Is it possible to obey God’s Law? Much Christian theology asserts that meaningful obedience is not a realistic goal or even that God never intended for anyone to try to obey the Law. Some Christians even go so far as to call the requirements of the Law absurd for any age! But if the Law is absurd, and God never meant for anyone to obey it, why did He even give it?

The Scriptures are a very rich source of material concerning the character of God. I don’t mean for this to be an exposition on the character of God, but if we are to know whether God wants us to try to obey the Law or not, we need to know who He is. Please bear with me while I show you how Scripture reveals a small part of His character.

Is it possible to obey God’s Law? Much Christian theology asserts that meaningful obedience is not a realistic goal or even that God never intended for anyone to try to obey the Law. Some Christians even go so far as to call the requirements of the Law absurd for any age! But if the Law is absurd, and God never meant for anyone to obey it, why did He even give it?

The Scriptures are a very rich source of material concerning the character of God. I don’t mean for this to be an exposition on the character of God, but if we are to know whether God wants us to try to obey the Law or not, we need to know who He is. Please bear with me while I show you how Scripture reveals a small part of his character.

 

  • God is knowledgeable. He knows who we are, what we need, and what we are capable of.
    • Job 37:17 "…Those wondrous works of Him who is perfect in knowledge."
    • Isaiah 40:28 "…His understanding is unsearchable."
    • Matthew 10:30 "But the very hairs of your head are all numbered."
    • Psalm 147:4-5, Isaiah 46:10, Acts 15:18, etc.

  • God is truthful. He does not tell us everything all the time, but He would not tell us that A is true, when A is actually false.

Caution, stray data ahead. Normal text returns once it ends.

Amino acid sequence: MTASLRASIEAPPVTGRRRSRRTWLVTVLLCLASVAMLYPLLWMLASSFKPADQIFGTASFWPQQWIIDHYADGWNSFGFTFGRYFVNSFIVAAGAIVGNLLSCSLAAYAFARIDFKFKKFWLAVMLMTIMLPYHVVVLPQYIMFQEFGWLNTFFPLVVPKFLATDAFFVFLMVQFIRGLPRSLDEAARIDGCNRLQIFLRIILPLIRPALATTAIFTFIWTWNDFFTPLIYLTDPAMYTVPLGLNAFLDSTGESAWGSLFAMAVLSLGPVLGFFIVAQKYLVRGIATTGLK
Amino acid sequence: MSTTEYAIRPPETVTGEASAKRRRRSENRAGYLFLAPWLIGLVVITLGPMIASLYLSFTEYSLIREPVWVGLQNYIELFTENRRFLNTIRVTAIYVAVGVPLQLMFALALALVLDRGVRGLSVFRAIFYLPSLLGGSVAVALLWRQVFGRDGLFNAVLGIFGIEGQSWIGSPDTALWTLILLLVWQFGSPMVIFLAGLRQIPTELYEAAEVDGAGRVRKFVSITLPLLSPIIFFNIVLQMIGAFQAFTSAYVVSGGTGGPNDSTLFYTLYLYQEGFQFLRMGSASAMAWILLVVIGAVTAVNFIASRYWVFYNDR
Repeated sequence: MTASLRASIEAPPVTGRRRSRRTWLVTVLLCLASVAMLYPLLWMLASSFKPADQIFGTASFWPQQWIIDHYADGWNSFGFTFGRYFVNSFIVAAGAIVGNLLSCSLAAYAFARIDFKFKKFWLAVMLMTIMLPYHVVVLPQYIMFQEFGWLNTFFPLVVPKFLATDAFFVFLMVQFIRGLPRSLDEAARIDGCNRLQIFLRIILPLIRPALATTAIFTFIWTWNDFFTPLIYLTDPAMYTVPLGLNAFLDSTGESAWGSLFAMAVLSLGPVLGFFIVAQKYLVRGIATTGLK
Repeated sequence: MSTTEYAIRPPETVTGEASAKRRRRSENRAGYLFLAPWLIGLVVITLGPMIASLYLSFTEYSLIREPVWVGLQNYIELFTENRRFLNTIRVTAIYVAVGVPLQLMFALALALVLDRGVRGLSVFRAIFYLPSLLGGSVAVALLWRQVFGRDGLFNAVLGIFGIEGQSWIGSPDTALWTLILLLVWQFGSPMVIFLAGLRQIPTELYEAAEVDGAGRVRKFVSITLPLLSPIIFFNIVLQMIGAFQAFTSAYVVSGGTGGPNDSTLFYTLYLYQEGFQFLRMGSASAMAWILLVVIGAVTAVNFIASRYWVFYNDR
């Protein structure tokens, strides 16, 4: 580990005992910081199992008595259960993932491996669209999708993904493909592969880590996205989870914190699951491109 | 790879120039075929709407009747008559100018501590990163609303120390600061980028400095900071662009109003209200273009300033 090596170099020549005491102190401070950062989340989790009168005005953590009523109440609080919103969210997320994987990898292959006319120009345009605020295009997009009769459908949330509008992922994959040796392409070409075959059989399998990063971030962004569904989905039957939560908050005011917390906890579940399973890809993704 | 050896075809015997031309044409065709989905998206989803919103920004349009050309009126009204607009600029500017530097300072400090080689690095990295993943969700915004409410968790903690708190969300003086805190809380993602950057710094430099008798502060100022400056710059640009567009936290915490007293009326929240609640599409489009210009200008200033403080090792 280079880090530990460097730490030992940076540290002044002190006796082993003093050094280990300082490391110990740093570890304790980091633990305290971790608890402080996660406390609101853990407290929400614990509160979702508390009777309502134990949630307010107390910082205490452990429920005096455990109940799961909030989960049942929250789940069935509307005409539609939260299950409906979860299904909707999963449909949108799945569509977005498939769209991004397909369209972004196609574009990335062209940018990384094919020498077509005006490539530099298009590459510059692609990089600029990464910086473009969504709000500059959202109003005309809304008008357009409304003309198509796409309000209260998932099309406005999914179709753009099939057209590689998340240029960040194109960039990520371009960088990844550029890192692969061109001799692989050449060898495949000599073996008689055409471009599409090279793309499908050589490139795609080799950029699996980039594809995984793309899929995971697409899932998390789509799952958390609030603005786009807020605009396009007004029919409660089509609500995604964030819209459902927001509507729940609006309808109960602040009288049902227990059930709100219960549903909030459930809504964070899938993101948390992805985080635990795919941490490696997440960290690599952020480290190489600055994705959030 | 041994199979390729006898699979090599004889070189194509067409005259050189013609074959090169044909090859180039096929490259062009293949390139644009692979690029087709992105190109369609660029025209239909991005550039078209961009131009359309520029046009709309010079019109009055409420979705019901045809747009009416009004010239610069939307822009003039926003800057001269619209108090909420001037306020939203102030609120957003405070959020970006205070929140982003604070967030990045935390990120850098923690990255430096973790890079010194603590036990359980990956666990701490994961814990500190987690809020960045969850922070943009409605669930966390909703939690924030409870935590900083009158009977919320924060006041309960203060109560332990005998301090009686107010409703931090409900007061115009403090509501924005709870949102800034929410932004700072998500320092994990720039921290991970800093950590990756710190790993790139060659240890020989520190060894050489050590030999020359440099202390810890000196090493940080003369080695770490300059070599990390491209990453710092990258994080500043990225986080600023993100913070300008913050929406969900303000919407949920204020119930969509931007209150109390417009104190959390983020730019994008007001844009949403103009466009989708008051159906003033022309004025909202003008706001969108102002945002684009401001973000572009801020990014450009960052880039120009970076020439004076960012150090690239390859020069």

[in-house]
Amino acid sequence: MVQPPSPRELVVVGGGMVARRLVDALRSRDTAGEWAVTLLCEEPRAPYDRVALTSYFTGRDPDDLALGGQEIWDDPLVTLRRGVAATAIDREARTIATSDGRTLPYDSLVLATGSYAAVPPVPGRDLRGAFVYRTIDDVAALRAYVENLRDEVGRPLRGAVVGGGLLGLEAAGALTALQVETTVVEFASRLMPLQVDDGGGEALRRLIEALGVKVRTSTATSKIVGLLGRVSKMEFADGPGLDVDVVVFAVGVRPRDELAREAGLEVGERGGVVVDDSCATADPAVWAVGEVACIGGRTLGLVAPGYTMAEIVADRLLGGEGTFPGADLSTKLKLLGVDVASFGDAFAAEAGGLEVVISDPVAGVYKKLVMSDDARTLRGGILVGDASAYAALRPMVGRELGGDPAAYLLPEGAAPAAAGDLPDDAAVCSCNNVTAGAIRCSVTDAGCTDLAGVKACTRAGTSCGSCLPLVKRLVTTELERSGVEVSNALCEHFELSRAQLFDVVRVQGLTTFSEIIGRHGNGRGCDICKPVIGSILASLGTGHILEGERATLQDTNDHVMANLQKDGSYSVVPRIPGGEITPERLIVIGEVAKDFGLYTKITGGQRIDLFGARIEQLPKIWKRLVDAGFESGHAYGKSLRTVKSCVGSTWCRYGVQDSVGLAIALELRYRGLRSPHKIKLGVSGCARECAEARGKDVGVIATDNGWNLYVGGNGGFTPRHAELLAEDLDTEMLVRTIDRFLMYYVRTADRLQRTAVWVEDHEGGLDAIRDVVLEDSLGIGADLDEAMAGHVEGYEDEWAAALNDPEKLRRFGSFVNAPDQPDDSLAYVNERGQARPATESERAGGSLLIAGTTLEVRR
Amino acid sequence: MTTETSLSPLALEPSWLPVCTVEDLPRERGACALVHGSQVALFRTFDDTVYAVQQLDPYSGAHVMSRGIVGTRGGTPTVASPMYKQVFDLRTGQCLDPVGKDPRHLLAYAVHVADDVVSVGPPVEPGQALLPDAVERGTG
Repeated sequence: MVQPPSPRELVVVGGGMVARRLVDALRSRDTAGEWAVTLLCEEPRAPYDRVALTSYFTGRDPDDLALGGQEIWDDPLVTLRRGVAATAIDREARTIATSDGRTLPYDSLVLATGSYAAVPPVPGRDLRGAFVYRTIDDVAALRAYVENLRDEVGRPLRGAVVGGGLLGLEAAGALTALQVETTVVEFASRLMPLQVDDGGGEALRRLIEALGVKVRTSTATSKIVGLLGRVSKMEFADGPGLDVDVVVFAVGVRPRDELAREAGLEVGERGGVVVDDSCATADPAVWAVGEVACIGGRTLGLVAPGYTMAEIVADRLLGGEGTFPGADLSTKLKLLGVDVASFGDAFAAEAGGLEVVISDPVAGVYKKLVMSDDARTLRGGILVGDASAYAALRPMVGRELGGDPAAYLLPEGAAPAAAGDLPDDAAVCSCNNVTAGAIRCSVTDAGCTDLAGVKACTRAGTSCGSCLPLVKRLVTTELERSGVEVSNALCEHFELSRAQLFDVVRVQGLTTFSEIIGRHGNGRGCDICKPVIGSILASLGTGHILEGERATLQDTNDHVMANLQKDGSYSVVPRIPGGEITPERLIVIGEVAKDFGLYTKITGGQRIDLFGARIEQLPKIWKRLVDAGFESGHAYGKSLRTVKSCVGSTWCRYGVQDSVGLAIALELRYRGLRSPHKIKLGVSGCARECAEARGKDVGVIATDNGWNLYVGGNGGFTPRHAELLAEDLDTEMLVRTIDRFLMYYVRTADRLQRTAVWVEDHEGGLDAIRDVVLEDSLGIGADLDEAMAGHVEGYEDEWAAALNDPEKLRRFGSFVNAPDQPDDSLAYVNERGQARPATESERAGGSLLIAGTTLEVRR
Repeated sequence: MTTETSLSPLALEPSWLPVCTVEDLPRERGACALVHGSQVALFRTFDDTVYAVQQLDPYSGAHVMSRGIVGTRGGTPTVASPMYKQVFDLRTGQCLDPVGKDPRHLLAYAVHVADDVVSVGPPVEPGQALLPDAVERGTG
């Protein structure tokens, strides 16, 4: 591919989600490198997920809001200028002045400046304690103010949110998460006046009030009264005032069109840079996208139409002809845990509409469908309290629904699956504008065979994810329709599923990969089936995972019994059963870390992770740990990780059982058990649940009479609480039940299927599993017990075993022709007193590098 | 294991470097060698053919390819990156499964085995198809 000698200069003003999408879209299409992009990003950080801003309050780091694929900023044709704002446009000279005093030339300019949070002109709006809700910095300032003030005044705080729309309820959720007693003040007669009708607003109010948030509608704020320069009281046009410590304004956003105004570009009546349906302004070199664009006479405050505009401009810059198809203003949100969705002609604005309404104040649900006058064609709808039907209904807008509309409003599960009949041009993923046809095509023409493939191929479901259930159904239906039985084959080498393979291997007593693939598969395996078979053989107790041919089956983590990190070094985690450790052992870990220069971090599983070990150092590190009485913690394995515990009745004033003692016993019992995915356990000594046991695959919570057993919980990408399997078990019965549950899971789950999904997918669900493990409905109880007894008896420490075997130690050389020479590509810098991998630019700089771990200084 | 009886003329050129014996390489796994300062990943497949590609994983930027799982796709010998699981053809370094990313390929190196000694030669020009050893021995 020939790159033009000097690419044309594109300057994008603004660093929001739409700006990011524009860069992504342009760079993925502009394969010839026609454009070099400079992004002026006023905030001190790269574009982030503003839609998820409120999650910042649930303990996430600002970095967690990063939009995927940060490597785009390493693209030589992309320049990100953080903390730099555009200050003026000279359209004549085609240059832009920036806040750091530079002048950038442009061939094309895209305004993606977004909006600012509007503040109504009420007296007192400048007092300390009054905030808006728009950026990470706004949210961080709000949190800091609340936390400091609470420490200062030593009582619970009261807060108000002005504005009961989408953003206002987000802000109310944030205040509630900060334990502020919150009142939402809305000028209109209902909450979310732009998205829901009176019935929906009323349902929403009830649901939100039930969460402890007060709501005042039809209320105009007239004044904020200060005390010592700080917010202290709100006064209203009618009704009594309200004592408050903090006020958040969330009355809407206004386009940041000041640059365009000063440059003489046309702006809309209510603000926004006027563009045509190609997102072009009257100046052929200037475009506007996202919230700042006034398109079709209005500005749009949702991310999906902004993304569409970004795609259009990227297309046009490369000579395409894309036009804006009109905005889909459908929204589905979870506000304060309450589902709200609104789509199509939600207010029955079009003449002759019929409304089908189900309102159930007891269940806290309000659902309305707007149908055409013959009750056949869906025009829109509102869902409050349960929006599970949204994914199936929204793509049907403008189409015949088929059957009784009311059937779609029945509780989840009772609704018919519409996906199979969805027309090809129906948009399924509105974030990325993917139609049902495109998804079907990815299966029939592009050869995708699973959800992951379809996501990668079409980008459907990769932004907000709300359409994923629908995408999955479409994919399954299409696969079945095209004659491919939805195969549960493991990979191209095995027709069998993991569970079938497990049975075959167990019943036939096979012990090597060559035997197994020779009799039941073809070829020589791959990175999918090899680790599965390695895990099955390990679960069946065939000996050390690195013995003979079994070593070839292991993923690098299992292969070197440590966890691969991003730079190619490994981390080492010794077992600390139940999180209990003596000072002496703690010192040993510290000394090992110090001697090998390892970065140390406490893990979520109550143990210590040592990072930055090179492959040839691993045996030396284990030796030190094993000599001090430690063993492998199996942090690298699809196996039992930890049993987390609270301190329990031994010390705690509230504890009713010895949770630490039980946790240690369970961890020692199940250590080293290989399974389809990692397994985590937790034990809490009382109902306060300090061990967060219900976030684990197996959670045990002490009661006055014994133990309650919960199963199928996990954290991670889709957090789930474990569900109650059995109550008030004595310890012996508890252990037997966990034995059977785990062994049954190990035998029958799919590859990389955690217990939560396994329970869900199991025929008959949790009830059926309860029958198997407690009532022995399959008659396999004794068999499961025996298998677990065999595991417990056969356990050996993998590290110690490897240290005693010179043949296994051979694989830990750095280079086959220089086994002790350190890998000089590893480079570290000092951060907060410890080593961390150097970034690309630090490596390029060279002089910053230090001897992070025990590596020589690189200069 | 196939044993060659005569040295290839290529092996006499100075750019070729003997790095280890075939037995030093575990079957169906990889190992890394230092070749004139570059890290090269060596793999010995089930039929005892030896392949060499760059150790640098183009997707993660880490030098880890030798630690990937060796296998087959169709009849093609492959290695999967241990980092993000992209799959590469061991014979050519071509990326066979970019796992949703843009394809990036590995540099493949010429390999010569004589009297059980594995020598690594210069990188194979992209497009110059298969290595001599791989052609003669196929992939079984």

• Deuteronomy 32:4 "…A God of truth…"
    • Romans 3:4 "…let God be true but every man a liar…"
    • Titus 1:2 "…God, who cannot lie…"
    • Psalm 19:9, Psalm 33:4, John 17:17, etc.

  • God is faithful. He keeps His promises and His commitments.
    • Deuteronomy 7:9 "…He is God, the faithful God who keeps covenant…"
    • 2 Peter 3:9 "The Lord is not slack concerning His promise…"
    • 1 Corinthians 10:13 "…God is faithful, who will not allow you to be tempted beyond what you are able…"
    • Psalm 18:30, Proverbs 30:5, John 3:33, etc.

  • God is loving. He loves us more than we can imagine or appreciate, and He wants only good for us.
    • Deuteronomy 7:13 "And He will love you and bless you…"
    • Jeremiah 31:3 "…I have loved you with an everlasting love…"
    • 1 John 4:8 "He who does not love does not know God, for God is love."
    • Hosea 14:4, John 3:16, Romans 5:8, etc.

  • God is merciful. He delays punishment and is always ready to forgive. He stays his hand when we deserve nothing but the severest judgment.
    • Deuteronomy 4:31 "For the LORD your God is a merciful God."
    • Psalm 103:11 "So great is His mercy toward those who fear Him…"
    • Micah 7:18 "…He delights in mercy."
    • Psalm 103:17, Daniel 9:9, Ephesians 2:4, etc.

  • God is unchanging. His character, His desires, His plans are the same yesterday, today, and forever.
    • Isaiah 40:8 "…the word of our God stands forever."
    • Malachi 3:6 "For I am the Lord, I do not change…"
    • James 1:17 "…the Father of lights, with whom there is no variation or shadow of turning."
    • Psalm 33:11, Psalm 102:27, Hebrews 13:8, etc.

  • If God knows His people, then He knows what commandments they can and cannot obey. He knows what behaviors are good and bad for them.

  • If God does not lie to His people, then He did not lie when he told them that they were able to obey His Law.

  • If God is faithful to His people, then He will not make empty promises of blessings in exchange for impossible demands.

  • If God loves His people, then He will treat them fairly and justly. He will bless them and give them what they need to live happy and fulfilled lives.

  • If God is merciful to His people, then He will be understanding of their failings. He will be slow to anger and judgment, and be ready to forgive them when they repent.

  • If God’s character is unchanging, then His standards of behavior, His truthfulness, faithfulness, love, and mercy are also unchanging. He loves His people just as much today as He did 3,000 years ago. He expects the same standards of behavior from them today as He did then.

God knows what we can handle, what we can and cannot accomplish. He doesn’t lie to us about what He wants or expects from us. He obeys His commitments and expects us to obey ours. He is merciful when we fail, forgiving us, and restoring us to a relationship with Him. He wants to bless us and to give us every good thing. These are all well attested aspects of God’s character, which He said will never change. If He loved the Hebrews in 500 BC, then He loved them in 1500 BC and in 2014 AD. There is no variation or shadow of turning in Him.